Identifying Anxiety and Depression, and How to Cope With Both

Anxiety and depression are distinct conditions. Yet, they often occur together. Even more confusing, they do share some of the same signs and symptoms.


So, how do you know if you have anxiety or depression? And what do you do if you experience both?


Here are some ways to identify anxiety and depression, how the symptoms often overlap, and tips for how you can cope with both.




Symptoms of Anxiety

It's normal to feel anxious sometimes. Feeling fear, nervousness, and worry is just how we respond to stress. It can actually be adaptive, as long as you are able to alter yourself or the environment to eliminate the cause of your symptoms.


The trouble is, anxiety doesn’t go away if there’s nothing you can immediately do to change yourself or your environment. In these cases, anxiety becomes maladaptive.


You may suffer from an anxiety disorder if you:

  • Have a hard time managing fear and worry

  • Often experience a sense of dread, doom, or panic

  • Experience brain fog

If you are experiencing these symptoms and want to talk to a medical professional you can start a confidential anxiety telehealth visit here.


Symptoms of Depression

Sadness is a normal human emotion, especially during difficult or painful life situations, like after a breakup or the death of a loved one. Eventually, a positive event or a change in your environment will change your mood. If it doesn’t, you could have a depressive disorder.

Depression includes symptoms like:

  • Low, sad, or empty mood

  • Feelings of guilt, worthlessness, or helplessness

  • Loss of interest in things you used to enjoy

  • Sense of hopelessness or pessimism

  • Anger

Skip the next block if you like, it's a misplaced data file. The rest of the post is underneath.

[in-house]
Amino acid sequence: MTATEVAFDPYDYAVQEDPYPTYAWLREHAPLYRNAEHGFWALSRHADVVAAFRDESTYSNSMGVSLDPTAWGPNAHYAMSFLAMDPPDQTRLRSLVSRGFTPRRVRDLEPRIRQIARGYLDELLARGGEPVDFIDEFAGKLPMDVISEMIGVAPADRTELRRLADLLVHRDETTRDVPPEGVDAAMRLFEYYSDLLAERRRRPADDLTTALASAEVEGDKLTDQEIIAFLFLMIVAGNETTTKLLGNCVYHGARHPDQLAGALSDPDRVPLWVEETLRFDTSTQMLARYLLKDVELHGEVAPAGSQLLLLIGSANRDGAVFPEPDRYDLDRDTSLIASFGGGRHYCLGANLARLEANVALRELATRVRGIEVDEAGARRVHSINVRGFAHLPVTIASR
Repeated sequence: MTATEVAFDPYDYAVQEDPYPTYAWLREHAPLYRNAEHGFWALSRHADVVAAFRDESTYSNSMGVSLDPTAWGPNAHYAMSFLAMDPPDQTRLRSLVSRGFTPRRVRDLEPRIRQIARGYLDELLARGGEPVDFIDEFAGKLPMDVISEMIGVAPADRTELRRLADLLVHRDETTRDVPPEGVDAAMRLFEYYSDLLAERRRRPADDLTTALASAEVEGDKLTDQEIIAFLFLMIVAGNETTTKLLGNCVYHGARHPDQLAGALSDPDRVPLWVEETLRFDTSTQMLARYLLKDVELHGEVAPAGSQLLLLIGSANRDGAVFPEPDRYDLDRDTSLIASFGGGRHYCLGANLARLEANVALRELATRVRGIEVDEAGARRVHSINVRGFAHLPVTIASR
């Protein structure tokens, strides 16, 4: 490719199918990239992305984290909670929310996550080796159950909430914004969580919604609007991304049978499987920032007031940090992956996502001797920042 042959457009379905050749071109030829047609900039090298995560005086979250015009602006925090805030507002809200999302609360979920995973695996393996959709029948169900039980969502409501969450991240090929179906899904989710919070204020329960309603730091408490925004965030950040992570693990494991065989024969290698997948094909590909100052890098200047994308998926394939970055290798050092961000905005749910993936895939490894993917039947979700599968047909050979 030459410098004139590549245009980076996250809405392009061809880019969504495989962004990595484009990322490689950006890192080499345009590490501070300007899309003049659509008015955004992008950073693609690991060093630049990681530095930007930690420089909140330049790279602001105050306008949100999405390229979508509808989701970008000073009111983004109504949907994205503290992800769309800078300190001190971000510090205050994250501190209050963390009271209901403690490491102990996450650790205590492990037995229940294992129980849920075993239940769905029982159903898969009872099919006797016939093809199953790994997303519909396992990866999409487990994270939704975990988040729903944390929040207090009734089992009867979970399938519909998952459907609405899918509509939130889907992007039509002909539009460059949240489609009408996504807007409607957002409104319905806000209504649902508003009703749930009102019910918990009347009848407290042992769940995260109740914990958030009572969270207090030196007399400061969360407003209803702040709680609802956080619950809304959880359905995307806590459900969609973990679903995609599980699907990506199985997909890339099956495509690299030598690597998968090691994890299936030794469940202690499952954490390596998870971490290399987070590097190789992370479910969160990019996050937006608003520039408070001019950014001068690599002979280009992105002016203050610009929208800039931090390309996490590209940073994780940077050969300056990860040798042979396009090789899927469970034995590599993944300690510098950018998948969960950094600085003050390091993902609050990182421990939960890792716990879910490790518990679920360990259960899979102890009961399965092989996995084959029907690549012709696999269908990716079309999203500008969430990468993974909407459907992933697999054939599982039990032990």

• Change in appetite or weight

  • Difficulty being present

If you are experiencing these symptoms and want to talk to a medical professional you can start a confidential depression telehealth visit here.


How Symptoms Overlap

Although each condition has its own symptoms, anxiety and depression also share some symptoms. They include:

  • Feelings of irritability or restlessness

  • Persistent fatigue and sleep problems

  • Physical symptoms, like gastrointestinal issues

Anxiety and depression can also influence each other, making the symptoms of each condition worse. For example, ruminating on all the ways a situation can go wrong is common among those who suffer from anxiety. This can open the gateway to going over and over past events that have already gone wrong, which is common among those who suffer from depression.


Tips for Coping When You Have Anxiety and Depression

One of the things you can do right away to manage your anxiety and depression is to maintain a routine. It creates structure in your life and can make you feel more in control.

Make time to exercise most days, even if you don't feel like it. The key is to find ways to move your body that you enjoy. You’re much more likely to exercise, and enjoy its benefits, if you go for a walk or dig in the garden rather than making yourself go to the gym to run on the treadmill. You will experience even more psychological benefits if you exercise outside.

Depression and anxiety are medical conditions, which means you shouldn’t feel ashamed to reach out for help from a professional. Start a telehealth visit, receive talk therapy, and potentially receive a prescription to ease your anxiety and depression symptoms, all from the comfort of your own home.